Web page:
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  • Haltons Nonprofit & Voluntary Sector Labour Force Study

    WORKING PAPER SERIES

    No. 2

    Halton Human Services Sector Labour Force Profile

    March 2006

  • 2006 Community Development Halton, all rights reserved. Copies of this document may be reproduced non-commercially for the purpose of community awareness or community development with appropriate recognition to Community Development Halton (CDH). In all other cases, permission must be sought from CDH. Electronic copies of this report are available from: Community Development Halton 860 Harrington Court Burlington, ON L7N 3N4 Phone: (905) 632-1975 Fax: (905) 632-0778 Email: office@cdhalton.ca Web: www.cdhalton.ca

    A United Way member agency Human Resources and Skills Development Canada (HRSDC) funded this research initiative on the Halton Nonprofit and Voluntary Sector Labour Force to increase awareness of the labour force issues of this sector composed of both paid workers and volunteers.

    mailto:office@cdhalton.cahttp://www.cdhalton.ca/

  • List of Figures FIGURE 1. MATCHING ICNPA AND NAICS HUMAN SERVICES ......................................................................................5 FIGURE 2. INDUSTRY SECTORS WITH > 50% FEMALE WORKERS, HALTON, 2001............................................................7 FIGURE 3. FEMALE WORKERS BY HS SECTOR INDUSTRY GROUPS, HALTON, 2001.........................................................7 FIGURE 4. AGE DISTRIBUTION OF ALL INDUSTRY WORKERS BY GENDER, HALTON, 2001 .............................................8 FIGURE 5. AGE DISTRIBUTION OF HS WORKERS BY GENDER, HALTON, 2001 ................................................................8 FIGURE 6. AVERAGE AGE OF WORKERS BY HS SECTOR INDUSTRY GROUPS BY GENDER, HALTON, 2001 ......................9 FIGURE 7. INTERNAL MIGRANTS BY HS SECTOR INDUSTRY GROUPS, HALTON (1996-2001) ........................................10 FIGURE 8. RECENT IMMIGRANTS BY HS SECTOR INDUSTRY GROUPS, HALTON ............................................................11 FIGURE 9. VISIBLE MINORITY WORKERS BY HS SECTOR INDUSTRY GROUPS, HALTON, 2001......................................11 FIGURE 10. FULL/PART TIME WORKERS BY HS SECTOR INDUSTRY GROUPS, HALTON, 2001........................................12 FIGURE 11. HOURS WORKED (>40 HRS/WK) BY HS SECTOR INDUSTRY GROUPS, HALTON, 2001.................................13 FIGURE 12. WORKERS WITH POSTSECONDARY EDUCATION BY INDUSTRY SECTORS, HALTON, 2001 ...........................14 FIGURE 13. WORKERS WITH POSTSECONDARY EDUCATION BY HS SECTOR INDUSTRY GROUPS, HALTON, 2001...........14 FIGURE 14. WORKERS BY MAJOR FIELD OF STUDY BY ALL SECTORS AND HS SECTOR, HALTON, 2001.......................15 FIGURE 15. WORKERS BY OCCUPATIONS BY ALL SECTOR AND HS SECTOR, HALTON, 2001 ........................................16 FIGURE 16. AVERAGE EMPLOYMENT INCOME BY INDUSTRY SECTORS, HALTON, 2000 ...............................................17 FIGURE 17. AVERAGE EMPLOYMENT INCOME BY HS SECTOR INDUSTRY GROUPS, HALTON, 2000...............................18 FIGURE 18. INCOME-GENDER DIFFERENTIALS BY INDUSTRY SECTORS, HALTON, 2000 ...............................................19 FIGURE 19. INCOME-GENDER DIFFERENTIALS BY HS SECTOR INDUSTRY GROUPS, HALTON, 2000...............................20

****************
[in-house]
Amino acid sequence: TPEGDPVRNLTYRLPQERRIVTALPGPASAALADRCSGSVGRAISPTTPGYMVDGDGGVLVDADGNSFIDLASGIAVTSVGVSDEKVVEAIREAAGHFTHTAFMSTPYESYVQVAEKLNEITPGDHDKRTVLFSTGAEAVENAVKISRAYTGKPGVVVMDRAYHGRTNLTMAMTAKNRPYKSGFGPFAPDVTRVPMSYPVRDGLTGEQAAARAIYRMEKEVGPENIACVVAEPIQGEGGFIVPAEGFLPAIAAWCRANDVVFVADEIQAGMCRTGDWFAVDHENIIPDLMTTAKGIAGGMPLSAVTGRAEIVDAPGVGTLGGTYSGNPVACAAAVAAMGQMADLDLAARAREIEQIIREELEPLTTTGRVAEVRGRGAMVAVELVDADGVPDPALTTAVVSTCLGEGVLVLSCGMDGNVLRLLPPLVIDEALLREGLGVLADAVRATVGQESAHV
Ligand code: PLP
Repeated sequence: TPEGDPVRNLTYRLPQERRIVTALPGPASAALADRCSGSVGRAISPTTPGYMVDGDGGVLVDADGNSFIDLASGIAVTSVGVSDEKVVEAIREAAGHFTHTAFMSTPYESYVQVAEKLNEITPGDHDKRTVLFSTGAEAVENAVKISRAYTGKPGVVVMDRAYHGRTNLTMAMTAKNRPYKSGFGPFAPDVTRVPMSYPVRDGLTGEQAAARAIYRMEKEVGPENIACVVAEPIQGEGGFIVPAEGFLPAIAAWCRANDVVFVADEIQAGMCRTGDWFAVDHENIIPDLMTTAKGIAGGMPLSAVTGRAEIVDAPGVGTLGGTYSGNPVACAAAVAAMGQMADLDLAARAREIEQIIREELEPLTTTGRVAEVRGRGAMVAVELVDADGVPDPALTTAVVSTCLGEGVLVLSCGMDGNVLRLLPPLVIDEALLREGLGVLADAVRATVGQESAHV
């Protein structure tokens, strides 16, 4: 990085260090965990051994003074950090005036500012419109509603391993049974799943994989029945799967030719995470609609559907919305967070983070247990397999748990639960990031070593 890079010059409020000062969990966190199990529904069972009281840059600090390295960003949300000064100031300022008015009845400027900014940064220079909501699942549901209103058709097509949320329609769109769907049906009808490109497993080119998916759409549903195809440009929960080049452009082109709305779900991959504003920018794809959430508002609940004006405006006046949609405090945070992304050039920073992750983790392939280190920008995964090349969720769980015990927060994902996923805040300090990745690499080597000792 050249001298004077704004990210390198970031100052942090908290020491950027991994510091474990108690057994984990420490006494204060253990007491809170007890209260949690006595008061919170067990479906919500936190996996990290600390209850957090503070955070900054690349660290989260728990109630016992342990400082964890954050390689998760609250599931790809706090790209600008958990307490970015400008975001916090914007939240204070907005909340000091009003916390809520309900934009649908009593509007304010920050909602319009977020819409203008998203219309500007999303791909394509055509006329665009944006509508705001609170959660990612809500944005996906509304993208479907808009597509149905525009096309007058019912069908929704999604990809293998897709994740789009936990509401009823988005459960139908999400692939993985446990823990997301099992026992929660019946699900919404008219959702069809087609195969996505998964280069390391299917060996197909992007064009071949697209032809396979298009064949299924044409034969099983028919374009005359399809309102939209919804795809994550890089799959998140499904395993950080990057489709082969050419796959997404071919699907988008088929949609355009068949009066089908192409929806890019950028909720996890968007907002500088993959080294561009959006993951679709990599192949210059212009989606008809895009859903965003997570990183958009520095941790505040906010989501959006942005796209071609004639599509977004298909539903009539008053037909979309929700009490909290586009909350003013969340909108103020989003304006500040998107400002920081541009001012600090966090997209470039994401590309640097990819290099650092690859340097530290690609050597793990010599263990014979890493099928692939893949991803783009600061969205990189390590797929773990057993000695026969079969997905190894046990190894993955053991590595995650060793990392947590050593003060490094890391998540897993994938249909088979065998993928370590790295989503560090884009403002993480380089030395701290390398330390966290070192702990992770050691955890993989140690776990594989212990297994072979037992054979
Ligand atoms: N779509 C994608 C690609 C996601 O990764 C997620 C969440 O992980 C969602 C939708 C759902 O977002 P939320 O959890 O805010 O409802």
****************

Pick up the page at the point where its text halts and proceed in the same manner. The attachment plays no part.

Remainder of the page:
List of Tables TABLE 1. MAJOR ACTIVITY GROUPINGS - ICNPO .........................................................................................................2 TABLE 2. HUMAN SERVICES SECTOR ACTIVITY AREAS - ICNPO...................................................................................2 TABLE 3. HUMAN SERVICES SECTOR INDUSTRY GROUP - NAICS .................................................................................4 TABLE 4. HUMAN SERVICE SECTOR SAMPLE ORGANIZATIONS ......................................................................................5

  • Introduction This working paper is a component of the Halton Nonprofit and Voluntary Sector Labour Force Study. The objective of the Labour Force Study is to understand the characteristics of the nonprofit and voluntary human service sector workforce, paid and nonpaid, in order to plan and invest strategically in the development of this sectors human resources. The study findings will inform the deliberation of Halton Regional Chairmans Roundtable on the Nonprofit and Voluntary Sector, the Halton Executive Directors Group, and the Halton Major Funders Committee in the area of human resources planning for the nonprofit and voluntary sector. The labour force profile helps us to understand better the workforce in this important but sometimes overlooked sector. It examines the socio-demographic characteristics of the workforce in each of the industry groups within the human services sector. The profile also complements the findings of the Halton nonprofit human services survey (conducted in February and March 2006) that collects information on organization structure and status, human resources issues and challenges with both paid employees and volunteers, financial picture and pressures of the sector.